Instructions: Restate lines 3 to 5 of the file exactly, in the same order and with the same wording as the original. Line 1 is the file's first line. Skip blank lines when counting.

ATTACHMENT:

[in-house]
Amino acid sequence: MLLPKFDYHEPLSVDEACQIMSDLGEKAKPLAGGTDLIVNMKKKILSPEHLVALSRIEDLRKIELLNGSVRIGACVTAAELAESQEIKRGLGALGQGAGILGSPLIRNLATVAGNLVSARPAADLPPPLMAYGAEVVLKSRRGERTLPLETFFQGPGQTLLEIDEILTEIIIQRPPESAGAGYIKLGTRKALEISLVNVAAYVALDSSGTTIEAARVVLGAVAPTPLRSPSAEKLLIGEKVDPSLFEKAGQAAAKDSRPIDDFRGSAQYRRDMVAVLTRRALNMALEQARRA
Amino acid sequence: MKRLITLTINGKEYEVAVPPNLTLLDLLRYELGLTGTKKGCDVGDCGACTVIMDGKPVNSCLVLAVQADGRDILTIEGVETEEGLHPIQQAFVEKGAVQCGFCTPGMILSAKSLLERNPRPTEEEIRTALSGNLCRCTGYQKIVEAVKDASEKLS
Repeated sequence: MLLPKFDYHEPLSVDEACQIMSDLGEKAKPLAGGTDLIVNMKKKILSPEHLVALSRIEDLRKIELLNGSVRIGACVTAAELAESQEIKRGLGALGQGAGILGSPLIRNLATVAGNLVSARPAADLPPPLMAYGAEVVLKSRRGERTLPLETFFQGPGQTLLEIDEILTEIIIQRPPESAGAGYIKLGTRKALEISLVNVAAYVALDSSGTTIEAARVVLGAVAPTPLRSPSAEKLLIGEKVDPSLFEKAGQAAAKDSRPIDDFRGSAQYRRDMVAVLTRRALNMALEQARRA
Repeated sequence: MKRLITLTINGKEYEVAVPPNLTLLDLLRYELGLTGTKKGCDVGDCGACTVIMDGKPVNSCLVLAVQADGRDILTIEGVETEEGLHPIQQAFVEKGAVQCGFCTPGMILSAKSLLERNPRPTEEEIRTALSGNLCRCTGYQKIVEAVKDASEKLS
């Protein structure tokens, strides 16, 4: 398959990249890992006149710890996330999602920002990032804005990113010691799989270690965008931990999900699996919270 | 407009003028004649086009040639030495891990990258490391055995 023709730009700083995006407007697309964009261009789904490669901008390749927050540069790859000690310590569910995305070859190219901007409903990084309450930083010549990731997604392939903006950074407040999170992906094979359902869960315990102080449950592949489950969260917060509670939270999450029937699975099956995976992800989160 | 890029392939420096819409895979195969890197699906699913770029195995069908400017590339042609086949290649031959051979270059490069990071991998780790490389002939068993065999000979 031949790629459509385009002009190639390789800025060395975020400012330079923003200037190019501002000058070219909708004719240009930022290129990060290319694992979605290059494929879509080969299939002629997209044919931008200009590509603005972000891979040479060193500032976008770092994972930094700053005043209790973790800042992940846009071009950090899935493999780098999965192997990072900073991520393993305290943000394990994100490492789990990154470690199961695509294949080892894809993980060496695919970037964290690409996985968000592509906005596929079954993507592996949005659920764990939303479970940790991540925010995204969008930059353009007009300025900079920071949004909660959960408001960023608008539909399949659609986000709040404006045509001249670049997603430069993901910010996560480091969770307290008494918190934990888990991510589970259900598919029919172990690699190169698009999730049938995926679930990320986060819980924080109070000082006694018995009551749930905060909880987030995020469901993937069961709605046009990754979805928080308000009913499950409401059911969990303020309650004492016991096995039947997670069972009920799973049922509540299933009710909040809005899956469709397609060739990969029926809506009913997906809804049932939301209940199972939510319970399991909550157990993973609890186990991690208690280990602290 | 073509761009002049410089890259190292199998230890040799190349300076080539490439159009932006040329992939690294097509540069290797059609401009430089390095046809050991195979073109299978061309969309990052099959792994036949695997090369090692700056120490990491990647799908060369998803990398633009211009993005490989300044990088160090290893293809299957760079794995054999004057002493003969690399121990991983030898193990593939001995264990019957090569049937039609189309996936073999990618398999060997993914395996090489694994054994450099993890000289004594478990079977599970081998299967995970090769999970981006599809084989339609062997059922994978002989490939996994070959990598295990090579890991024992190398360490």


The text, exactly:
Amino acid sequence: MKRLITLTINGKEYEVAVPPNLTLLDLLRYELGLTGTKKGCDVGDCGACTVIMDGKPVNSCLVLAVQADGRDILTIEGVETEEGLHPIQQAFVEKGAVQCGFCTPGMILSAKSLLERNPRPTEEEIRTALSGNLCRCTGYQKIVEAVKDASEKLS
Repeated sequence: MLLPKFDYHEPLSVDEACQIMSDLGEKAKPLAGGTDLIVNMKKKILSPEHLVALSRIEDLRKIELLNGSVRIGACVTAAELAESQEIKRGLGALGQGAGILGSPLIRNLATVAGNLVSARPAADLPPPLMAYGAEVVLKSRRGERTLPLETFFQGPGQTLLEIDEILTEIIIQRPPESAGAGYIKLGTRKALEISLVNVAAYVALDSSGTTIEAARVVLGAVAPTPLRSPSAEKLLIGEKVDPSLFEKAGQAAAKDSRPIDDFRGSAQYRRDMVAVLTRRALNMALEQARRA
Repeated sequence: MKRLITLTINGKEYEVAVPPNLTLLDLLRYELGLTGTKKGCDVGDCGACTVIMDGKPVNSCLVLAVQADGRDILTIEGVETEEGLHPIQQAFVEKGAVQCGFCTPGMILSAKSLLERNPRPTEEEIRTALSGNLCRCTGYQKIVEAVKDASEKLS